Considering, Traditionalism’s relationship to Islam (especially in Guenon), yet considering also Evola’s influence on the counterculture, can there be a bridge between Islam and the Traditionalist-influenced counterculture? Shaykh Murad comments that,
Evola… somebody who is in many ways inimical to an Islamic perspective… [is] nonetheless someone who has had a very significant role in triggering the counterculture — it’s not a Left-wing counterculture, it’s not a Right-wing counterculture, but it is a counterculture, which has continued to this day, and which, unfortunately… has moved in the direction of forms of xenophobia. But, nonetheless, his discourse and the discourse of that cloud of thinkers around him… represents a vision that can offer Muslims at least pause for thought.
He also remarks that the Traditionalist-inspired counterculture represents a “missed opportunity,” presumably to win its members over to a more sympathetic view of Islam, and toward a more spiritual and less IQ-focused worldview. Later Shaykh Murad comments that,
[A] lot of people in Europe are deeply uneasy because they don’t necessarily want to have only that [the meaningless of modernity]… We also feel it [the flatness of modernity]. We know that we’ve lost something, and we have this awkward, anxious sense that perhaps what we’ve lost is actually what is the most important thing, and that everything else is just a papering over of that increasingly vast crack.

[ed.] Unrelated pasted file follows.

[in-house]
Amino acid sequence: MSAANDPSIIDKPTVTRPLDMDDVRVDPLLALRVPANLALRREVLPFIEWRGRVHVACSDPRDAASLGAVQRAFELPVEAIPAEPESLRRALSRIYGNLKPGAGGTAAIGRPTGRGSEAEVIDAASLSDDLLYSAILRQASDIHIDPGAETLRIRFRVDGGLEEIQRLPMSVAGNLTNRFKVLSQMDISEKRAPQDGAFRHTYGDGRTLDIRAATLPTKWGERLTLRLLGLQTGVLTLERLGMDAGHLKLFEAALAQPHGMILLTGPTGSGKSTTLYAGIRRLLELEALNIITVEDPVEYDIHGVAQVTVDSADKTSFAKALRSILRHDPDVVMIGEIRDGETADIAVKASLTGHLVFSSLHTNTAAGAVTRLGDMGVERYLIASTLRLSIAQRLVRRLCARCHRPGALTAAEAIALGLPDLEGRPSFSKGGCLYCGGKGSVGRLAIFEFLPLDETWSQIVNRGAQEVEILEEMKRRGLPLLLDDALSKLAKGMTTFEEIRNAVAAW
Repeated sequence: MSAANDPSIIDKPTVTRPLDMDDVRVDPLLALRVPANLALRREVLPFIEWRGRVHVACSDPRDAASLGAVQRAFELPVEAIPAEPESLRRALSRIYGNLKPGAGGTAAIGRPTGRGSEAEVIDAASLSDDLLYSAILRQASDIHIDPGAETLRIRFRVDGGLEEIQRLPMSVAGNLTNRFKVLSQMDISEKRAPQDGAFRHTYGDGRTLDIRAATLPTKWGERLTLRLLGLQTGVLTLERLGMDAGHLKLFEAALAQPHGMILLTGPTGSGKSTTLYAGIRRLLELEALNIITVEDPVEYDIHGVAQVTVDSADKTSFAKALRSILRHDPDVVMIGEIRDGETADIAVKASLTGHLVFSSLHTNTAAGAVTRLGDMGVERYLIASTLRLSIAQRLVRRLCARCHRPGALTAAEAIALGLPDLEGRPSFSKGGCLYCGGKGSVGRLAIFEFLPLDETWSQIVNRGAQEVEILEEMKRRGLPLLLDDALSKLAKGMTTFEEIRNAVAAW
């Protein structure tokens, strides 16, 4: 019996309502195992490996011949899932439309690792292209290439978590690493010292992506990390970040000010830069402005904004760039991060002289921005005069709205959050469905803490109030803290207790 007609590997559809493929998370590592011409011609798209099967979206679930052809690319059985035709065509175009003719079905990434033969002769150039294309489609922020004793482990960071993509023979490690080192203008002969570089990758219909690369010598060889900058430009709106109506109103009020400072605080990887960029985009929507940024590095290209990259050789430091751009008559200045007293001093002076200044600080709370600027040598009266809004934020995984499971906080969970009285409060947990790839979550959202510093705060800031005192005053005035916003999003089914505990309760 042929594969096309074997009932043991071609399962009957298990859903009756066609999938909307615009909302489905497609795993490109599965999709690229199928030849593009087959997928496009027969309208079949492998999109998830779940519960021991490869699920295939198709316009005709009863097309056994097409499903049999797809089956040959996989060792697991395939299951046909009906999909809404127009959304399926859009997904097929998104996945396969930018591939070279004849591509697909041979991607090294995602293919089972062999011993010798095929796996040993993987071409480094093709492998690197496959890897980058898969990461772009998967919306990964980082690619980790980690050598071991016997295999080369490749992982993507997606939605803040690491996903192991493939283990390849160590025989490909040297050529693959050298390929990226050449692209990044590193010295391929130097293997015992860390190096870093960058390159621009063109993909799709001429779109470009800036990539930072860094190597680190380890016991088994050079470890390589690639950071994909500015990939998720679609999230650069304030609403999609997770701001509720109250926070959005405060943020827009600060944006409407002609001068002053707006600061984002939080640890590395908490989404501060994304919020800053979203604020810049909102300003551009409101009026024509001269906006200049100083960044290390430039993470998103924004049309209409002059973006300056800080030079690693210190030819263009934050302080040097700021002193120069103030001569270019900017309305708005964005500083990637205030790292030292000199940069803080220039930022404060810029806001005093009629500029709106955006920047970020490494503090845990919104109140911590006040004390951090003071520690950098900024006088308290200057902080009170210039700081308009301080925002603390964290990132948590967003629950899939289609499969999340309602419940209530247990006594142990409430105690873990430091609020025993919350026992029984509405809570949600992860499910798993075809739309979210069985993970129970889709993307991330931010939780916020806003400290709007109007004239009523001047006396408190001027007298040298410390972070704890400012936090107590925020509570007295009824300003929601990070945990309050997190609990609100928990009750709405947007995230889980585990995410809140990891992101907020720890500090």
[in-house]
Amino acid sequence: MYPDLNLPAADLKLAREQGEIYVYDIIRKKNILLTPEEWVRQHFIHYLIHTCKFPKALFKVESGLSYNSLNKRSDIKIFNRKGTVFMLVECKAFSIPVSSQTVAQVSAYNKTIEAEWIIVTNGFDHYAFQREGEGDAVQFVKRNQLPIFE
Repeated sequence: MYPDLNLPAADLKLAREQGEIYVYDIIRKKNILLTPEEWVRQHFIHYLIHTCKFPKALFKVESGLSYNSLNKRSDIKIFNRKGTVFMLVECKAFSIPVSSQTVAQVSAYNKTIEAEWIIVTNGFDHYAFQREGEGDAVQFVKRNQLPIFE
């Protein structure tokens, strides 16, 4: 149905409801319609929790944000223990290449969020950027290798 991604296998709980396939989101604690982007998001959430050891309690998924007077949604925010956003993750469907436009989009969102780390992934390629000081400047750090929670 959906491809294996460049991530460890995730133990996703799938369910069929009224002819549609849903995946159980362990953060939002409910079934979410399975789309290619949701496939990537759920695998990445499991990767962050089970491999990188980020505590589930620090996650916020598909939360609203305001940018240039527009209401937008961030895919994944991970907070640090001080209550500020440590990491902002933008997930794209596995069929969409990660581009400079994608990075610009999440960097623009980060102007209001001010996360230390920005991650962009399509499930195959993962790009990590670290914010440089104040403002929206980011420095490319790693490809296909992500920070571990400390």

So the […] present-day advocates of the Evola attempt to ‘ride the tiger’, [they want] to try [to] find forms whereby the world can be resacralized. [This] is something that underpins this new unease, this growing earthquake that was recently represented, for examples, in the German provincial elections with the frightening return of the far-Right… but it is only in part because they do not want to have more Syrians in the country. It is because they are deeply uneasy about what they are, where they are going, the political elite that’s leading them to more and more blandness, away from Tradition.
Whether we like it or not, we live in the post-9/11 era. London, Madrid, Paris, Sydney and many other cities have, like New York and Washington, been hit by Islamist — or Salafi, Takfiri Jihadist — terror attacks. We live, too, in an era where politically correct statements are reflexively made by politicians and celebrities after every such incident, keeping the “conversation” (if that’s what it is) at the surface level where there is no possibility of deep understanding. Ordinary people, of course, feel that they are being spoken to as children who cannot be trusted, and feel, moreover, that they are governed by mad people who have no idea about reality. Backed up by all kinds of smears and threats, it is the superficiality of politics, of course, that makes it so heated.
Though perhaps well meaning in some cases, defenses of “Islam,” and denials that “Islam” has “anything to do with terrorism,” after every Jihadist attack merely serve to keep the focus on the religion, and offer no possible alternative explanation. Of course, this is quite okay for both the Left and Right who, as I mentioned above, merely want to use Islam to attack each other.